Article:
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In recent years, high-tax administrations have led an international campaign aimed at destroying what is collectively known as the offshore financial sector, or offshore tax havens in plain language.
Traditionally, offshore tax havens provided services aimed at those wishing to minimise their tax liabilities and maintain the privacy of their financial affairs.
Offshore companies incorporated in tax haven jurisdictions would be used for tax-efficient and confidential holding of assets or tax-efficient trading. Offshore bank accounts fell under the protection of strict bank secrecy laws and would be used for confidential holding and investment of funds.
The use of offshore financial centres increased dramatically during the nineties. This can, at least to a certain extent, be attributed to the wider availability of information, particularly due to the growth of the internet.
Where in the past offshore matters were only discussed in specialist publications and journals, and offshore banks received their business mainly from introductions made by a limited number of specialised offshore advisors, the past ten years changed all of this.
|Offshore bank secrecy legislation can successfully frustrate efforts by governments to monitor their citizens' financial affairs.|
Many more individuals and companies, previously ignorant to the possibilities on offer offshore, soon realised that the Bahamas wasn't just some far away exotic location where one might take a vacation; in fact, the Bahamas was suddenly but a mere mouse click away, and there were instant, tax-free companies to be had, together with bank secrecy for anybody who asked!
Offshore bank secrecy legislation in particular can successfully frustrate efforts by governments to monitor their citizens' financial affairs. Keen to keep at least some of their assets out of reach, the overtaxed populace were suddenly joining the path to offshore financial freedom in numbers never seen before.
Not surprisingly, this state of affairs was not to the liking of the administrations of high-tax, industrialised nations who had seen their revenues decline as more and more prudent investors started moving their assets offshore.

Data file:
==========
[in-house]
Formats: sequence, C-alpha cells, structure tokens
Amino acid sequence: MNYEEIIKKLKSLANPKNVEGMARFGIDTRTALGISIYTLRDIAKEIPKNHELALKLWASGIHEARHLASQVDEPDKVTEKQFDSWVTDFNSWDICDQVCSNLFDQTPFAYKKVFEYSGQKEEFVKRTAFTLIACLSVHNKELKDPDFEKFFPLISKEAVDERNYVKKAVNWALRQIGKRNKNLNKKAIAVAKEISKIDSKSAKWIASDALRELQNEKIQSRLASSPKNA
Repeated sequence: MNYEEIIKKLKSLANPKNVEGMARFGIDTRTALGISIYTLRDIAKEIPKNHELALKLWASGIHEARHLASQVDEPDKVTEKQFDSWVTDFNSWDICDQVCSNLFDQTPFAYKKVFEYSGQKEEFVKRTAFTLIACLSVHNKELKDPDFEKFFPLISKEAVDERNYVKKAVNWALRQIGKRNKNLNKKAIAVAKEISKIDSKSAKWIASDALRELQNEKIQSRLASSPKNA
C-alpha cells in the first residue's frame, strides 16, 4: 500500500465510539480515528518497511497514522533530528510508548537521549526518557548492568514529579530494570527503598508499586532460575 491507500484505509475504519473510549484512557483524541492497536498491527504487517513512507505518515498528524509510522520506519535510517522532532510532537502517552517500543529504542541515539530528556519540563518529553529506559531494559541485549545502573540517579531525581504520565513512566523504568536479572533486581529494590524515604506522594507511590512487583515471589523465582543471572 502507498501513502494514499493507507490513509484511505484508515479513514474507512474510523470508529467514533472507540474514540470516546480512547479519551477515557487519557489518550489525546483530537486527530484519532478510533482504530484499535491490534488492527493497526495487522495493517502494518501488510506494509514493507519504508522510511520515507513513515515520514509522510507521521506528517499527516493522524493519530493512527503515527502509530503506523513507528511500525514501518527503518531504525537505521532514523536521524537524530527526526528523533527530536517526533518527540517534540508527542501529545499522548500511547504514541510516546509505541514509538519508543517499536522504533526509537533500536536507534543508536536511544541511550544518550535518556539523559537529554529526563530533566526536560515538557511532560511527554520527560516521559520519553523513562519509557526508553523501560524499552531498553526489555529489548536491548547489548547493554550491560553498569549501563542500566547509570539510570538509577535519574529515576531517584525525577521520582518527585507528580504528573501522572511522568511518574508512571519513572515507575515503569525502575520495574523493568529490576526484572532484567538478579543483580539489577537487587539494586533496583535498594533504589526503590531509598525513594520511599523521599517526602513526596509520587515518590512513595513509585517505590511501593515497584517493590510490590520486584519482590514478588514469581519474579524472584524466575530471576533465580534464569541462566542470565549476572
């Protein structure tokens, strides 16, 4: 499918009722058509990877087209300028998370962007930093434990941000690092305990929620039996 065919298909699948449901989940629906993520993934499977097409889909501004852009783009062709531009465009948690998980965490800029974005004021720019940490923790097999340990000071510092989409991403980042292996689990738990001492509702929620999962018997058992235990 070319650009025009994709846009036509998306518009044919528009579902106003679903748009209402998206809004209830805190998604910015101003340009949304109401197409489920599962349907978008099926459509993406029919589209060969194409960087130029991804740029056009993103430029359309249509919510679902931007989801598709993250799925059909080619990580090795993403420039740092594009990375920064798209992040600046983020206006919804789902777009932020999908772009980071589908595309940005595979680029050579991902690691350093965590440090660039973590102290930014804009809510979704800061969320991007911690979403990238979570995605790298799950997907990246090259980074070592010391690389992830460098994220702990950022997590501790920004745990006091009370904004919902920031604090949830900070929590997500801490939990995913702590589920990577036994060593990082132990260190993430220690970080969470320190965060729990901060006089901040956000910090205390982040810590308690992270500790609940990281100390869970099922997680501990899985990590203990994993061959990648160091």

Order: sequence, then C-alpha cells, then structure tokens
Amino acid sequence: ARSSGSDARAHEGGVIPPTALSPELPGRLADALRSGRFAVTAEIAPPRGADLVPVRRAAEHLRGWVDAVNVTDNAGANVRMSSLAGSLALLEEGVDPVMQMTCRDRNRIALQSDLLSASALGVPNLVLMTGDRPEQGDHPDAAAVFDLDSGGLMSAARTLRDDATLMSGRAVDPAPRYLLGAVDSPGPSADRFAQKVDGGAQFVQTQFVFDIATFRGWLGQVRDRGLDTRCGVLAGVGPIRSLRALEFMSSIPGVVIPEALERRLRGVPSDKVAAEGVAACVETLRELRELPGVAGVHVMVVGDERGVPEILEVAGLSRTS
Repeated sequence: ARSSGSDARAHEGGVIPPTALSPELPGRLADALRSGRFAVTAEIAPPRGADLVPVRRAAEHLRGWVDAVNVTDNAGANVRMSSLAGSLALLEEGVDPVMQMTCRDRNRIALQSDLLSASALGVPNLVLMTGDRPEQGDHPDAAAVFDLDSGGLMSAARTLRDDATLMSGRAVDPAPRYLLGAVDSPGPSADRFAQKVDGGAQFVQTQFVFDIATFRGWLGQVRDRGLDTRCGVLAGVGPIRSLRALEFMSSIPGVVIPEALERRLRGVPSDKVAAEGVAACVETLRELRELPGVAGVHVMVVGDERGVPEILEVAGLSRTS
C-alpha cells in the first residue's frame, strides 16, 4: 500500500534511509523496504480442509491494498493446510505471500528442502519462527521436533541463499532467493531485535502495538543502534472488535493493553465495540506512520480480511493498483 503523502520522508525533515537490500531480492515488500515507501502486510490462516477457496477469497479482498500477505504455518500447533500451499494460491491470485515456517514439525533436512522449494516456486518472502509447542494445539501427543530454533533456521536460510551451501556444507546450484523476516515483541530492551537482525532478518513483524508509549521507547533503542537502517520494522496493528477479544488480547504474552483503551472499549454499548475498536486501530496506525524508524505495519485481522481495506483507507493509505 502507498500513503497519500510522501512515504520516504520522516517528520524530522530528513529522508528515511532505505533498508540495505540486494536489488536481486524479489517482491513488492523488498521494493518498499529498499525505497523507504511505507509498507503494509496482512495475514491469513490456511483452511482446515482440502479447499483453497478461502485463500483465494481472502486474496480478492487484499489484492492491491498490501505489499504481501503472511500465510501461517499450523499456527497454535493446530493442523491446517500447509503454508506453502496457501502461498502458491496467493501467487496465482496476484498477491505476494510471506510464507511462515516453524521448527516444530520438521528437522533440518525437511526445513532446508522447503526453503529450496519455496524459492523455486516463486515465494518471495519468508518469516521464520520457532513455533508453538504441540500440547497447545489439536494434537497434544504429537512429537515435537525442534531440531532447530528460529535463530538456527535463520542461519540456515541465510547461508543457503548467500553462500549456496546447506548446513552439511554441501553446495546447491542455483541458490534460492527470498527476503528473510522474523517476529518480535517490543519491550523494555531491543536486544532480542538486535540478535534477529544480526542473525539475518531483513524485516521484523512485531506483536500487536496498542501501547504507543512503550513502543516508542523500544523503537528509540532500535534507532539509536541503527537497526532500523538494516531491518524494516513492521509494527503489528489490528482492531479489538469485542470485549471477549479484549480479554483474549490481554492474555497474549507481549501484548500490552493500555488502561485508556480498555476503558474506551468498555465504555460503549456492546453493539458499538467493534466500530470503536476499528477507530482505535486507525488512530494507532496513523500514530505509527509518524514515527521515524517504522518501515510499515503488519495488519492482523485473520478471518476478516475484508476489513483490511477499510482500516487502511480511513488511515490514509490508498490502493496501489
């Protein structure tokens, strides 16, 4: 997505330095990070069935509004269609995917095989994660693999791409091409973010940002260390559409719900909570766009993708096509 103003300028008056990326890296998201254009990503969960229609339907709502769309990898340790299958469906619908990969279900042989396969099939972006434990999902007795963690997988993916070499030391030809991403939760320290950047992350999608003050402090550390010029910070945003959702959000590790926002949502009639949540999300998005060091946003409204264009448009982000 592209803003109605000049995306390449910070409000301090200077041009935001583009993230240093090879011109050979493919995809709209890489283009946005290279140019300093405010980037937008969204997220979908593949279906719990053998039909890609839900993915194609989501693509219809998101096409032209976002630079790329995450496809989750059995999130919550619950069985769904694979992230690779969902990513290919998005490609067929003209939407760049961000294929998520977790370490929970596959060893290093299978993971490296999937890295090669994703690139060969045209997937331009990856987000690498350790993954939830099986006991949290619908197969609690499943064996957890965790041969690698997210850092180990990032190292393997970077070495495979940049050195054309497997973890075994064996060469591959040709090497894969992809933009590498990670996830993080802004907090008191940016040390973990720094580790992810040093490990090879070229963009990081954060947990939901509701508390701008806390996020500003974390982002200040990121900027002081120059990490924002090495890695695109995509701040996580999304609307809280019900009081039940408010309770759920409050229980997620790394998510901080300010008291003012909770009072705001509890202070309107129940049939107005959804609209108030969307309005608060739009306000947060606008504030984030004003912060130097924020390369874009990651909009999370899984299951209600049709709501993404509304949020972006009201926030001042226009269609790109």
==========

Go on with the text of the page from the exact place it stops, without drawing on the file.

To their dismay, the tax-cartel governments could no longer rely on the average person's ignorance of offshore matters to protect their tax bases. Yet something had to be done.
In a free society, it is impossible to stop the flow of information; censorship was not an option. Another tactic was needed, and they duly devised one. It was to be a tactic well tried and tested before, one that often gets results. It's called propaganda.
High-tax administrations have instigated publicity campaigns with the intention to blur the line between legal tax avoidance and criminal tax evasion, and incorrectly associate all offshore business with criminality and money laundering.
Sensation-hungry, ill-informed and often left-leaning journalists were quick to jump on the bandwagon and happily deliver the bureaucrats' message. Frequent media attacks against anything offshore leave the the average man on the street with a false impression -- that anything involving offshore havens is probably illegal.
When did you last read a newspaper article that mentioned any or all of the following: "offshore company", "offshore bank accounts", "bank secrecy"? Was it an article advocating the use of offshore services for legal asset protection? Probably not. Chances are the same article also contained the words "money laundering", "criminal gangs", or "Russian mafia".
Naturally, money gets laundered offshore, and whilst criminals have successfully used offshore havens to hide their illicit gains, they have also used onshore banks in equal if not greater measure. The majority of offshore business has always been legal, despite the impression we might get from the underhand publicity campaigns.
One illegal act which might make use of offshore havens is tax evasion -- but equally offshore havens are used by prudent corporations and individuals alike for the entirely legal practice of tax avoidance.
Big government wishes it were otherwise.
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